Reggae and world music fanatics take note—ThomaTommy-T-The-Prester-John-Sessionss T. Gobena’s new album with the Abyssinian Roots Collective could be one of the best world music albums of the last decade. Gobena is the bass player for current ethnic music dominators Gogol Bordello, and rather than attempt to out-maneuver his lively compadres, he has collected a potent band that delivers stunning, diverse and captivating tracks that effectively defy categorization. Dollops of afrobeat slither up against deep dub and jazzy asides, signs that these players left flimsy chops behind long ago and now exist to play in the realm of the truly masterful and soulful. It’s just that good. With this album, Gobena has become a player/composer to watch. And that is just what you should start doing. (Easy Star, Jeff Monk

Label Profile – Midori Records

midoriIn the documentary People Who Do Noise, one noise musician says that the genre has “stripped all of the musicality from music.” But does that make it any less of an experience to catch one of Winnipeg label Midori Records’ acts live when the rare opportunity arises? Hell, no. The experience is all they’re concerned about. Sigmund just played an improv set at Element Sircus, horrifically backing for a self-mutilator. In the summer, Krakk sometimes lays all their electronic gear on the street and blasts the ears and minds of passers-by in guerrilla shows. And a couple years ago, label owner Fletcher Pratt played at Send + Receive festival, to recreate sounds from his Mind Gunk series. Stylus recently met with Pratt, who is also a member of Krakk and Sigmund, to ask a couple of label-related questions.

Stylus: How did Midori Records start?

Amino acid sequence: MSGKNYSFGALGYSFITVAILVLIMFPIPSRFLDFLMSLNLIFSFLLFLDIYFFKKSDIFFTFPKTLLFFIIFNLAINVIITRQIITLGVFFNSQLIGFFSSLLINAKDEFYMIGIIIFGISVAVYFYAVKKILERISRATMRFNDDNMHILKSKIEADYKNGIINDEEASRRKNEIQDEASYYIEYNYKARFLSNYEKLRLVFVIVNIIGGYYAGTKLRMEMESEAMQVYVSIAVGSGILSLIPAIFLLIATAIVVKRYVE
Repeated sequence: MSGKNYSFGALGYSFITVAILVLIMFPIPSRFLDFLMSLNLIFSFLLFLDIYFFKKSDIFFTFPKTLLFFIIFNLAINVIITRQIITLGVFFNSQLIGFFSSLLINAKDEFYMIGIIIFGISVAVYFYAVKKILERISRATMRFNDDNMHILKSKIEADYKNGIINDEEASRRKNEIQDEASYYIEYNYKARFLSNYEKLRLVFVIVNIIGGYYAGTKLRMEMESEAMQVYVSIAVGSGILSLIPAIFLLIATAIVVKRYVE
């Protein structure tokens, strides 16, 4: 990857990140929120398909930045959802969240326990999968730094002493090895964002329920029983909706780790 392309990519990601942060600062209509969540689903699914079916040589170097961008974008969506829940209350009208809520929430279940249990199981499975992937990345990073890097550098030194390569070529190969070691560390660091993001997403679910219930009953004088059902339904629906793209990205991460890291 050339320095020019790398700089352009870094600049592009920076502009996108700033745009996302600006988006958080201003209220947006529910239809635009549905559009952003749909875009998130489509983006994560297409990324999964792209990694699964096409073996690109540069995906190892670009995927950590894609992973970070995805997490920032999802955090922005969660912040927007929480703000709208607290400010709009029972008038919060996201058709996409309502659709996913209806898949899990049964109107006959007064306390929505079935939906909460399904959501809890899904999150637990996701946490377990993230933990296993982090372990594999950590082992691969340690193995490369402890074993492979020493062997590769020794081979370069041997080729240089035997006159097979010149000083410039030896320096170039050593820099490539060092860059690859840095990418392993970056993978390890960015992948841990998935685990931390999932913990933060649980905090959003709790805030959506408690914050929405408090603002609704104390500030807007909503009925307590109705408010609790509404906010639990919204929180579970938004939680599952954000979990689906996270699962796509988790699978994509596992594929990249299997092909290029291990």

Fletcher Pratt:
In 2003, I was jamming with a couple of guys in a band called Roof Bunny, and I just recorded and mixed it. Eric Gallipo, he was one of the guys in the trio, he was a music school grad, and he got into noise music—and Roof Bunny was a trio, and the other guy graduated from music school too, and I thought that it was ironic. We jammed different noise, like a lot of rhythmic noise, and a lot of drone. But I had these recordings, and I didn’t know what to do with them.

Stylus: How many releases does Midori Records have?
Fifty-five, although the label only started in ’04. But that has to do with quality control, even if it’s just 20 copies that I’m releasing. It’s a cross between half of my own projects, when I can be critical as I want, and when people send songs into me. Most of the time it’s really good, but sometimes I have to say, “You need to redo this track, or that track.”

Stylus: What’s the furthest you’ve been sent songs from?
I received some from Vluba, they’re an Argentina duo, and I did 15 copies of their record.

Stylus: And how does everyone find each other?
Well I guess the short answer for that is the Internet. A good way to get a dose of a label is to do mail trades, contact a label and send five releases to each other.

Stylus: What’s the Winnipeg noise scene like?
It has blossomed a little bit, but it’s only something like five guys, and there isn’t much of one, they do it in their basement. But it’s a good time. [On Midori] there’s Sigmund, Krakk, and my Fletcher Pratt Mind Gunk series. And Auntie Dada—but I heard there was some drama there. And lately there’s been a couple other guys who have been starting up their own label—White Dog, that’s Chris Jacques, and Cole Peters who plays under Gomeisa. They’ve just started putting tapes out. [Their label is called Prairie Fire Tapes –Ed.] So it seems to come in waves of inspiration.

Stylus: How often do you play live?